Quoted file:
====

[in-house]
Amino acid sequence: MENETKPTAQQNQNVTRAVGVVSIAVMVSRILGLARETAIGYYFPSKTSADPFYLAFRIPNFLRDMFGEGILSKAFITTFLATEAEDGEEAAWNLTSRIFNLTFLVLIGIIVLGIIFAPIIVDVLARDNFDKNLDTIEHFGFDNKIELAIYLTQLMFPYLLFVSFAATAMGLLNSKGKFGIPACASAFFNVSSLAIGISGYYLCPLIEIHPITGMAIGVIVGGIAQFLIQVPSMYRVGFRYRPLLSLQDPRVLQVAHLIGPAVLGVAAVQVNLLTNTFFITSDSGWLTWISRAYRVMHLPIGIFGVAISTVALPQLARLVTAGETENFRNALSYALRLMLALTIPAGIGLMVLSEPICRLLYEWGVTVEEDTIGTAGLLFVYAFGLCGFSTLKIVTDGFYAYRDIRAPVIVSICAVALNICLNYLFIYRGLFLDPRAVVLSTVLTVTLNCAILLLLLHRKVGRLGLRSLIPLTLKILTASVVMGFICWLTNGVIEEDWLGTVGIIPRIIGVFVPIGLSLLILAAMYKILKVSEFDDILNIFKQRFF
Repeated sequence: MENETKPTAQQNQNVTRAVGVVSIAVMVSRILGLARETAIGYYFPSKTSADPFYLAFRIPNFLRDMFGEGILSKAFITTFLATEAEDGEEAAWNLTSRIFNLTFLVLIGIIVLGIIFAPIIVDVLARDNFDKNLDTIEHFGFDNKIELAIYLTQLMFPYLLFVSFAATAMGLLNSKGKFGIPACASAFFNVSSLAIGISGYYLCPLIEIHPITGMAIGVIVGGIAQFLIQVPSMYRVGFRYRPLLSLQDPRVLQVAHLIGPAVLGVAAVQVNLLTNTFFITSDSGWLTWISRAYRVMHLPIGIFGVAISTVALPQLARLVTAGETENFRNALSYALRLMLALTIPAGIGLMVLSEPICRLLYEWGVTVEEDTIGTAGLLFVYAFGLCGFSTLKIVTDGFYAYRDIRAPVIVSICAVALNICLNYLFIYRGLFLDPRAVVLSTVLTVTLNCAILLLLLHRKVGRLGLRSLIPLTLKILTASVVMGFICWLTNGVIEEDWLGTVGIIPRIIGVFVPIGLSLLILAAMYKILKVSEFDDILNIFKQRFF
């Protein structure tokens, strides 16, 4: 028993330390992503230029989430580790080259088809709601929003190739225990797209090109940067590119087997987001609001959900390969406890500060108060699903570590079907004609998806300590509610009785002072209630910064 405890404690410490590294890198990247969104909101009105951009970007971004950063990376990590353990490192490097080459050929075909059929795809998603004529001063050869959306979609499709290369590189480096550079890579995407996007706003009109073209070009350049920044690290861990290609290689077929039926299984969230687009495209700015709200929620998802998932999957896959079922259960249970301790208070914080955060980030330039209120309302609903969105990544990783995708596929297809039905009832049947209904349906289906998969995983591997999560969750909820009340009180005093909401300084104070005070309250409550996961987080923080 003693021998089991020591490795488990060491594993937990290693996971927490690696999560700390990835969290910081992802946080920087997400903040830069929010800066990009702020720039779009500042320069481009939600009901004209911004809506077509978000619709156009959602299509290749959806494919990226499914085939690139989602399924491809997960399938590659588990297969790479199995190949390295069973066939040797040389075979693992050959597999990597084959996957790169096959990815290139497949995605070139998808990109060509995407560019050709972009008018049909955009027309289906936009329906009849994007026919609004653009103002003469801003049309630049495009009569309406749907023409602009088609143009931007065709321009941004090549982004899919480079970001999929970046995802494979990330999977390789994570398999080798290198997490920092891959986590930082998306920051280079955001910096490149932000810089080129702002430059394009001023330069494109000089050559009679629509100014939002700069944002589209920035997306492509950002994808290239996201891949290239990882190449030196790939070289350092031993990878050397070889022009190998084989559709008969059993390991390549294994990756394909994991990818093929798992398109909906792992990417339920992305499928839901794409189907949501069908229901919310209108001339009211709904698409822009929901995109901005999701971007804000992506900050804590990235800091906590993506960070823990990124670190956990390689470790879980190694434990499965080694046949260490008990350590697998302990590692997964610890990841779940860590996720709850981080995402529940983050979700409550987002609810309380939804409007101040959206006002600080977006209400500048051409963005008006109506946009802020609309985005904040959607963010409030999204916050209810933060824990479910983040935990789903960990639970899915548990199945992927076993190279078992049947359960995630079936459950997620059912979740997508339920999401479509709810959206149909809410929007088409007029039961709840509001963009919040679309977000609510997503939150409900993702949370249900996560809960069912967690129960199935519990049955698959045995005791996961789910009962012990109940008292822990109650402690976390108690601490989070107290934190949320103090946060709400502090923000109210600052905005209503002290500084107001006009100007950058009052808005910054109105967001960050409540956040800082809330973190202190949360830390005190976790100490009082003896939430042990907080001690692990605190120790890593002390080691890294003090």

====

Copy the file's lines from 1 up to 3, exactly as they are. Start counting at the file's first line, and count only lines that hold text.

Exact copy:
[in-house]
Amino acid sequence: MENETKPTAQQNQNVTRAVGVVSIAVMVSRILGLARETAIGYYFPSKTSADPFYLAFRIPNFLRDMFGEGILSKAFITTFLATEAEDGEEAAWNLTSRIFNLTFLVLIGIIVLGIIFAPIIVDVLARDNFDKNLDTIEHFGFDNKIELAIYLTQLMFPYLLFVSFAATAMGLLNSKGKFGIPACASAFFNVSSLAIGISGYYLCPLIEIHPITGMAIGVIVGGIAQFLIQVPSMYRVGFRYRPLLSLQDPRVLQVAHLIGPAVLGVAAVQVNLLTNTFFITSDSGWLTWISRAYRVMHLPIGIFGVAISTVALPQLARLVTAGETENFRNALSYALRLMLALTIPAGIGLMVLSEPICRLLYEWGVTVEEDTIGTAGLLFVYAFGLCGFSTLKIVTDGFYAYRDIRAPVIVSICAVALNICLNYLFIYRGLFLDPRAVVLSTVLTVTLNCAILLLLLHRKVGRLGLRSLIPLTLKILTASVVMGFICWLTNGVIEEDWLGTVGIIPRIIGVFVPIGLSLLILAAMYKILKVSEFDDILNIFKQRFF
Repeated sequence: MENETKPTAQQNQNVTRAVGVVSIAVMVSRILGLARETAIGYYFPSKTSADPFYLAFRIPNFLRDMFGEGILSKAFITTFLATEAEDGEEAAWNLTSRIFNLTFLVLIGIIVLGIIFAPIIVDVLARDNFDKNLDTIEHFGFDNKIELAIYLTQLMFPYLLFVSFAATAMGLLNSKGKFGIPACASAFFNVSSLAIGISGYYLCPLIEIHPITGMAIGVIVGGIAQFLIQVPSMYRVGFRYRPLLSLQDPRVLQVAHLIGPAVLGVAAVQVNLLTNTFFITSDSGWLTWISRAYRVMHLPIGIFGVAISTVALPQLARLVTAGETENFRNALSYALRLMLALTIPAGIGLMVLSEPICRLLYEWGVTVEEDTIGTAGLLFVYAFGLCGFSTLKIVTDGFYAYRDIRAPVIVSICAVALNICLNYLFIYRGLFLDPRAVVLSTVLTVTLNCAILLLLLHRKVGRLGLRSLIPLTLKILTASVVMGFICWLTNGVIEEDWLGTVGIIPRIIGVFVPIGLSLLILAAMYKILKVSEFDDILNIFKQRFF